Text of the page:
Portside Culture

Posted by Portside on November 2, 2017
Portside
Ludwig Lore's grandson recounts the life of the revolutionary militant and German emigre who began a new life as a newspaper editor and political commentator. A close associate of Leon Trotsky, Lore was a founder of the American Communist Party until his expulsion when he went on to be be a noted critic of both Stalin and Hitler.
Posted by Portside on November 1, 2017
Patheos
A group of eminent psychiatrists and mental health professionals have published their assessment of President Donald Trump's fitness for office.
Posted by Portside on October 31, 2017
The New York Review of Books
Faces Places (Visages Villages in French) is an unexpected—and perhaps final—gift from the visionary eighty-nine-year-old director Agnès Varda. Varda had previously announced that her 2008 documentary self-portrait, The Beaches of Agnès, would be her last film, doubting that she had the physical strength to undertake another full-length feature. But chance, which Varda has often acknowledged as her best assistant, intervened; the making of Faces Places is the proof.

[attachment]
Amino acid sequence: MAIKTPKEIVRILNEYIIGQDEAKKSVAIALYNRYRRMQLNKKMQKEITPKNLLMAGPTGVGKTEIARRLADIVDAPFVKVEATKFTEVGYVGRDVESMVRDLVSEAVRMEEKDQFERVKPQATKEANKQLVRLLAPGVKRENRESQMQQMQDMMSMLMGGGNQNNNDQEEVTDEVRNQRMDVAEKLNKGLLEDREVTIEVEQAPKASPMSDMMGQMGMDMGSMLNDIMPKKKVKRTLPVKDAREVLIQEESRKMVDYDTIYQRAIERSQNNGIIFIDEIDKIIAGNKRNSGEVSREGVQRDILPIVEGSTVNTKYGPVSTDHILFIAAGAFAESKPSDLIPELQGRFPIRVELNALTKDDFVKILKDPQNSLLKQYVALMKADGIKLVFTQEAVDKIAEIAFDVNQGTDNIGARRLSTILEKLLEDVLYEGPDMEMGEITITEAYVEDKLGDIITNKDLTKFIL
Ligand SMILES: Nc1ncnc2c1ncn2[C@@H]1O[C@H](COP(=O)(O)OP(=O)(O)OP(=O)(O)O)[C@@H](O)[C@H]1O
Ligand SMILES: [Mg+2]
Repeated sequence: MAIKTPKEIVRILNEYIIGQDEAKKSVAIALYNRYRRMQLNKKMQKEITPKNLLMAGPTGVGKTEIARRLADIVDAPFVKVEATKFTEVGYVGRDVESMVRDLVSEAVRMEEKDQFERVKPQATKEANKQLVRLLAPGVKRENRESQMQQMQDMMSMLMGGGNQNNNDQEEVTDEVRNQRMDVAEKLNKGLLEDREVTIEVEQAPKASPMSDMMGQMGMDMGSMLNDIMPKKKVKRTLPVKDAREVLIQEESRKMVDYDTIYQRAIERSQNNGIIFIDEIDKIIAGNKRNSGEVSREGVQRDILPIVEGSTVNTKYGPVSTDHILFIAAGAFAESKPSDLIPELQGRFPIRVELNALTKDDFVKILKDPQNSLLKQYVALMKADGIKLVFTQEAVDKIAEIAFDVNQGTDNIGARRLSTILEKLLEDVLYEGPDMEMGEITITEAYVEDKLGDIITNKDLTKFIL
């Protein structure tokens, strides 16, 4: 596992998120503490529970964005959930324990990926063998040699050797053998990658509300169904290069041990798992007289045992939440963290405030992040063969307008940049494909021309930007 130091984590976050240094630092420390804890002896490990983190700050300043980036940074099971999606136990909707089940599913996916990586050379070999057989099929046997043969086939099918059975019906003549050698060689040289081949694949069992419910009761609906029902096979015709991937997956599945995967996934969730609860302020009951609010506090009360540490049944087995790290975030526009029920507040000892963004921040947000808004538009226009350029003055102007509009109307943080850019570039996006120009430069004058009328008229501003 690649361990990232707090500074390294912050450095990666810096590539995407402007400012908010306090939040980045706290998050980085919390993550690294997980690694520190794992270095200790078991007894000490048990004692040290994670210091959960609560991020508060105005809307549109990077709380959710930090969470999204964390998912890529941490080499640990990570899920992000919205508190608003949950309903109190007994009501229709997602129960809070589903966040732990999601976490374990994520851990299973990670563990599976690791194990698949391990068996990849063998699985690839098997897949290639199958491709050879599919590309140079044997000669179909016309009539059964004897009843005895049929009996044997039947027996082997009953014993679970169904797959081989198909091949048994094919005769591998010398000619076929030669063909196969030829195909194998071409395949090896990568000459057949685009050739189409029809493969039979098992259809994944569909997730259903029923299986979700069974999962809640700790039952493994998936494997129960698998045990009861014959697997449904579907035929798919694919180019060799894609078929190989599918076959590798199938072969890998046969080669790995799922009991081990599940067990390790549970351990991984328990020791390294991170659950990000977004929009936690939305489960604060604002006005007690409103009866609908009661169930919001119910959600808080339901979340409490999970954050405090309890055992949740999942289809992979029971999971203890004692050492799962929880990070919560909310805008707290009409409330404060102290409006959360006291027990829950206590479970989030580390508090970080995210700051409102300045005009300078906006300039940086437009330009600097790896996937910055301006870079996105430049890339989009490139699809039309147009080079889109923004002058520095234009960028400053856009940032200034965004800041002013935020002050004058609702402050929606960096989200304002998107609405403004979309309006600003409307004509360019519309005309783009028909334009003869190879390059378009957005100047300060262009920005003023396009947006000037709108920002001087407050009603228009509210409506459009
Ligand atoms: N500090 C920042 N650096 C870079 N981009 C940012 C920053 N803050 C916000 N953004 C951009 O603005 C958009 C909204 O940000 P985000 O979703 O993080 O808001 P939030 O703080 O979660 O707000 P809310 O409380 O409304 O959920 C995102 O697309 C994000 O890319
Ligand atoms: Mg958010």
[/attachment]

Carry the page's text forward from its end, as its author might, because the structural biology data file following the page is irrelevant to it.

Posted by Portside on October 29, 2017
The Guardian
BBC gang drama series draws on the extraordinary life of a passionate Communist trade union activist who made history in the 1920s
Posted by Portside on October 30, 2017
Vox
Thanks to a decades-long effort by the chocolate industry, chocolate is now being convincingly sold as a health food. But the chocolate-industrial-research complex distracts us from issues like what in our food contributes to the obesity and diabetes epidemics; chocolate certainly isn’t the solution here.
Posted by Portside on October 27, 2017
Sundog
Fresno poet Sara Borjas's poetry captures the imagination of an ordinary working man, ever hoping a windfall will land in his hands.
Posted by Portside on October 26, 2017
The Indypendent
The author argues convincingly and in graphic detail that the problem with police in civil society is not just the lack of adequate training, police diversity, increased militarization or even police methods such as the routine brutalization of many people of color, but the dramatic and unprecedented expansion in the last four decades of the too-accepted social role of police. The problem, the sociologist-author insists, is policing itself.

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